Web applications are all the rage. Web applications that function within the context of social networking sites doubly so. I think it is safe to say that pretty much anyone looking to garner a large audience on the web, for financial or any other reasons, has to be considering how they can reach people on sites like Facebook, or all those users out there accessing the web via their iPhones. Sun Microsystems has entered this arena by providing a set of web based development tools and a platform on which to host the resulting products that is now in beta and named Zembly. And while Zembly has not been open to the public for all that long, two of Zemblys architects with the help of two writers have published a new cookbook for the aspiring Zembly developer, Assemble the Social Web with Zembly.
Zembly is relatively new and the name doesn’t offer any insight into just what it is, so before I get to the book itself, I’ll explain a little about just what Zembly is. It is a Sun project. In their promotional material on the site they claim, “Over two decades ago, Sun’s motto, ‘The Network is the Computer’, foreshadowed the advent of today’s cloud computing movement.We like to say that zembly is the development environment for Sun’s bold vision…” So Zembly is an on-line development environment. But more than just being an on-line editor, it is development in a social context aimed at social tools. The code written by one Zembly user, is available to any other user.
Assemble the Social Web with Zembly is an introduction to all this and serves primarily as a cookbook to help the reader get their head around how all the pieces work together, giving them a jump start into the process. As Zembly is all about colaberation it seems appropriate that this book is the product of four authors. Gail Anderson and Paul Anderson are experience authors, with a number of published tech books between them. Todd Fast is the architect and CTO of Zembly. Chris Webster is another Sun employee and the Technical lead for Zembly and also a published author himself.
The book covers an overview of Zembly, a chapter on how to use the tool set and then moves through a series of chapters that provide examples of building widgets and services for Flickr, Zillow, Facebook, Dapper, and web apps for the iPhone. There is also a widget section that makes use of WeatherBug, Google Maps and Yahoo! Pipes. The results can be published as applications within those sites or embedded into other sites. I see the real potential for Zembly in places like Dapper and Pipes, where Zembly becomes an endpoint for those types of services that can consume almost anything. The usefulness of Zembly comes in allowing to integrate that into the social sites and the scaleable hosting is already built right in.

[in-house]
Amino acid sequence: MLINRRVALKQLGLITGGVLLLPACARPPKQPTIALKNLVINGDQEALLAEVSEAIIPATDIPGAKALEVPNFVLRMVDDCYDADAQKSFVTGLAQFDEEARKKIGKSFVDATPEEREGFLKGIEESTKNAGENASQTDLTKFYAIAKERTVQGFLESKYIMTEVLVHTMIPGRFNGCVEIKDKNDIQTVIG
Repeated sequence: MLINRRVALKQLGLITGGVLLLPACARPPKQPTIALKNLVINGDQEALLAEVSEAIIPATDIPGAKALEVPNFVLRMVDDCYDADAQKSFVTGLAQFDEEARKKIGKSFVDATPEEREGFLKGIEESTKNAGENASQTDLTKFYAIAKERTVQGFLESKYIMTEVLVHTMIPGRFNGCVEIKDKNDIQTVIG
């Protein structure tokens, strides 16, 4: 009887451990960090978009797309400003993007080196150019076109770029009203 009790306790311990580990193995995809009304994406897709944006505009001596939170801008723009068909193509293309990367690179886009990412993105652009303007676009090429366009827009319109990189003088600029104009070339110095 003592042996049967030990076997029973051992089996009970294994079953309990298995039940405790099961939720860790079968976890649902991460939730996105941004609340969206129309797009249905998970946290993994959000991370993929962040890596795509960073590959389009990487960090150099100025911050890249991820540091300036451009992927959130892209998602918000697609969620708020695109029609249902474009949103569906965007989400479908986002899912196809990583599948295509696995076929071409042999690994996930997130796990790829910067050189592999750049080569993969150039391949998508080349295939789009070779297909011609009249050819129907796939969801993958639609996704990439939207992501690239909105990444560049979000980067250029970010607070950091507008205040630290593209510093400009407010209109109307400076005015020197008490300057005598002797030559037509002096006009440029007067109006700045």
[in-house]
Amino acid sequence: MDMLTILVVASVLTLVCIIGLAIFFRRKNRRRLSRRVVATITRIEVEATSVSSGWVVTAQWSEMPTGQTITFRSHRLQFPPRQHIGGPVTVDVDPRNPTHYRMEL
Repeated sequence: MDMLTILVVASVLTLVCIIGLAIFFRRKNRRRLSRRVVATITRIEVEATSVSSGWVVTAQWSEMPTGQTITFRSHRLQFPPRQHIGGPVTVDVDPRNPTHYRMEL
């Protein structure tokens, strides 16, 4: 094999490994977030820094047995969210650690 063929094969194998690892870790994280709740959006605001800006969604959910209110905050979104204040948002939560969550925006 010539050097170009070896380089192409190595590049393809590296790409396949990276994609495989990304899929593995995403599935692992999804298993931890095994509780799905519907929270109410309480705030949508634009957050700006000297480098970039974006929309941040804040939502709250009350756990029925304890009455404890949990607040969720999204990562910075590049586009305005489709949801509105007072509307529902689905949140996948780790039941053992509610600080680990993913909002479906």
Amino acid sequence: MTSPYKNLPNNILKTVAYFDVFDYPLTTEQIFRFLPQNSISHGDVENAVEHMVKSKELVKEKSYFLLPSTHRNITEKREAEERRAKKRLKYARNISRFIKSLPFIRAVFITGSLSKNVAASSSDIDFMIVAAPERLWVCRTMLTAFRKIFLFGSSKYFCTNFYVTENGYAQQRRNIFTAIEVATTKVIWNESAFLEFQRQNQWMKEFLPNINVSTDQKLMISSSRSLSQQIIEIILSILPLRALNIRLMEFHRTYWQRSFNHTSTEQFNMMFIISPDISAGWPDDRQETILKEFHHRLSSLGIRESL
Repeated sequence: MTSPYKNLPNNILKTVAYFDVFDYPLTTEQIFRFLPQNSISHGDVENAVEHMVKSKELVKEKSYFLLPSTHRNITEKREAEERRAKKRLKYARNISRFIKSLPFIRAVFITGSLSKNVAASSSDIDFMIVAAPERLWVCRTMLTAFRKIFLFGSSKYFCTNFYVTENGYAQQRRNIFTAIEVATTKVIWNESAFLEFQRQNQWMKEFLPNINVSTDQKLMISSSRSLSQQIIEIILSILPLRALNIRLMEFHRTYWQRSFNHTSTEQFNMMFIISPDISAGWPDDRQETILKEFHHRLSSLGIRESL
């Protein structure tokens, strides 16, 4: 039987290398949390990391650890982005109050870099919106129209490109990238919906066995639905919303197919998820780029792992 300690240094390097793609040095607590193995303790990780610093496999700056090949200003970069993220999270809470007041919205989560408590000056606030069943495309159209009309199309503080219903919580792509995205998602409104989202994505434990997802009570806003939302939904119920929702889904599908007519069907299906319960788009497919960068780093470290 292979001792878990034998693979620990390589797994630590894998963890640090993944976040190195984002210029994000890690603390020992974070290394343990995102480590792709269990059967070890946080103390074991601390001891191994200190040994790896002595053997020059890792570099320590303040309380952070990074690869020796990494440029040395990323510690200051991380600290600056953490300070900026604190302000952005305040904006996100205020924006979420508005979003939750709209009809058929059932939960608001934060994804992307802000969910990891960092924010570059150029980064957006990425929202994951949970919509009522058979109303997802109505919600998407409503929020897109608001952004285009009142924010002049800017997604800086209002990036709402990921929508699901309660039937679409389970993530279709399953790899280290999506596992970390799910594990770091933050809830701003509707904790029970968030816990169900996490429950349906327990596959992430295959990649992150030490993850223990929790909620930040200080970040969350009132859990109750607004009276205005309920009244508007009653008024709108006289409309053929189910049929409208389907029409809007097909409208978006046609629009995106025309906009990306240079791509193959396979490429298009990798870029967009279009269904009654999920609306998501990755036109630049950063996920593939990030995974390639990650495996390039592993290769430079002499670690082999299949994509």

The book is well organized and black & white illustrations are put to good use in making directions clear. The index is thorough. The authors do not assume a lot of prior knowledge on the part of the reader in regard to how the various social networks operate. This did mean at times I had to plow explanations of things that really didn’t have anything to do with Zembly. The information on what Facebook applications are and what they do is a good example. This was a little annoying but fortunately these sections were short. I found the writing to be clear and to the point. The authors do not try to be hip or cool and focus on content.
Zembly is still in what has become the ubiquitous beta state for on-line applications. And as it is under active development this book probably has a very short shelf-life. It wont be all that long before the platform moves along and leaves it behind. In an effort to shore up against that inevitability all the code and resources for the book are stored in Zembly. If changes are made today, tomorrows reader will be able to work with the updated structures. The book itself is also available in traditonal ebook formats and through Safari.
One of the nicer things about the Zembly approach is that it removes the barrier of hosting costs to participate in this space. In turn the developer surrenders up their work to be used by others. This may be problematic for those who would rather keep all their code to themselves, but fits in-line nicely with the fact that the entire stack is built on FOSS products. Of course, once again the beta status means that this free ride is not something that is guaranteed for perpetuity. I’m guessing that at some point, this type of central hosting is going to necessitate an attempt by Sun to generate some income from the service.
Getting in on the front end of a technology can often be rather difficult. The Sun folks seem to be ahead of the curve on making it easier for people to participate with Zembly. There are excellent tutorials and documentation on the site itself. For those who want to take it a step further, there is this book with a wealth of examples and explanations that will really accelerate the learning process. I’m not sure if Zembly will become the next big thing or not, but anyone who wants to gamble that it will, here is a chance to make the most of the ride.
Title: Assemble the Social Web with Zembly
Author: Gail Anderson and Paul Anderson with Todd Fast and Chris Webster
Publisher: Prentice Hall
Tagline: Let’s Make a Social Application. Right Here. Right Now. Together.